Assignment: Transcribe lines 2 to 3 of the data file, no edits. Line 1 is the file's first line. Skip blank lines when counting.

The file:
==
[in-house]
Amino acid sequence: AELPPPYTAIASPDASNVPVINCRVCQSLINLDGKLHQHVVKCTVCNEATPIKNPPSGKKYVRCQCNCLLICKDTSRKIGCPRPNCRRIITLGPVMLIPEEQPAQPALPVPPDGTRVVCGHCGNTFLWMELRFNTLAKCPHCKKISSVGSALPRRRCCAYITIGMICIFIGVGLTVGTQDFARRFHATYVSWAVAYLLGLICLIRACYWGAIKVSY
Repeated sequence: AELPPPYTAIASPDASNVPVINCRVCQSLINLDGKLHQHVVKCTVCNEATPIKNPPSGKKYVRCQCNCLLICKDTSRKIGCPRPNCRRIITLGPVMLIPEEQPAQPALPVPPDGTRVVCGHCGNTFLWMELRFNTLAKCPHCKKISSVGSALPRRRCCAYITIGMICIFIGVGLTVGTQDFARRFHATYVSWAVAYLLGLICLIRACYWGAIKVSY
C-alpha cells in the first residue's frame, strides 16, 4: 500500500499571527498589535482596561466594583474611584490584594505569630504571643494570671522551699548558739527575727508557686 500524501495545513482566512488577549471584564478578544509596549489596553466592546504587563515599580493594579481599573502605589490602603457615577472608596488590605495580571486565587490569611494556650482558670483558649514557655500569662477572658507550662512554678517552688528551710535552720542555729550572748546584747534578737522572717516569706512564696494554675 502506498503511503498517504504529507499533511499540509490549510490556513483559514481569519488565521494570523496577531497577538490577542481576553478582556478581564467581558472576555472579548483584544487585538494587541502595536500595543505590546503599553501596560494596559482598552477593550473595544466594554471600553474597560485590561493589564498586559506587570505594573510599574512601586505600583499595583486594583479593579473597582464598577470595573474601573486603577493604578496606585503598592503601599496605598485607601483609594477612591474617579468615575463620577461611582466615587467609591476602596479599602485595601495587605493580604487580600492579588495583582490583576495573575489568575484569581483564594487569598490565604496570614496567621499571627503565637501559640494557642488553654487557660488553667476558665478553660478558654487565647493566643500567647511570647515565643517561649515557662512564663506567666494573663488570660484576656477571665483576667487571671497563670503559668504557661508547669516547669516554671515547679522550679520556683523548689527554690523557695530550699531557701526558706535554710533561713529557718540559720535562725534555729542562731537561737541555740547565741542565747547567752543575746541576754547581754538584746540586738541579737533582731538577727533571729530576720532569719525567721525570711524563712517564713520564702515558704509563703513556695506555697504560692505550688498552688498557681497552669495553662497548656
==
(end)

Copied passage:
Amino acid sequence: AELPPPYTAIASPDASNVPVINCRVCQSLINLDGKLHQHVVKCTVCNEATPIKNPPSGKKYVRCQCNCLLICKDTSRKIGCPRPNCRRIITLGPVMLIPEEQPAQPALPVPPDGTRVVCGHCGNTFLWMELRFNTLAKCPHCKKISSVGSALPRRRCCAYITIGMICIFIGVGLTVGTQDFARRFHATYVSWAVAYLLGLICLIRACYWGAIKVSY
Repeated sequence: AELPPPYTAIASPDASNVPVINCRVCQSLINLDGKLHQHVVKCTVCNEATPIKNPPSGKKYVRCQCNCLLICKDTSRKIGCPRPNCRRIITLGPVMLIPEEQPAQPALPVPPDGTRVVCGHCGNTFLWMELRFNTLAKCPHCKKISSVGSALPRRRCCAYITIGMICIFIGVGLTVGTQDFARRFHATYVSWAVAYLLGLICLIRACYWGAIKVSY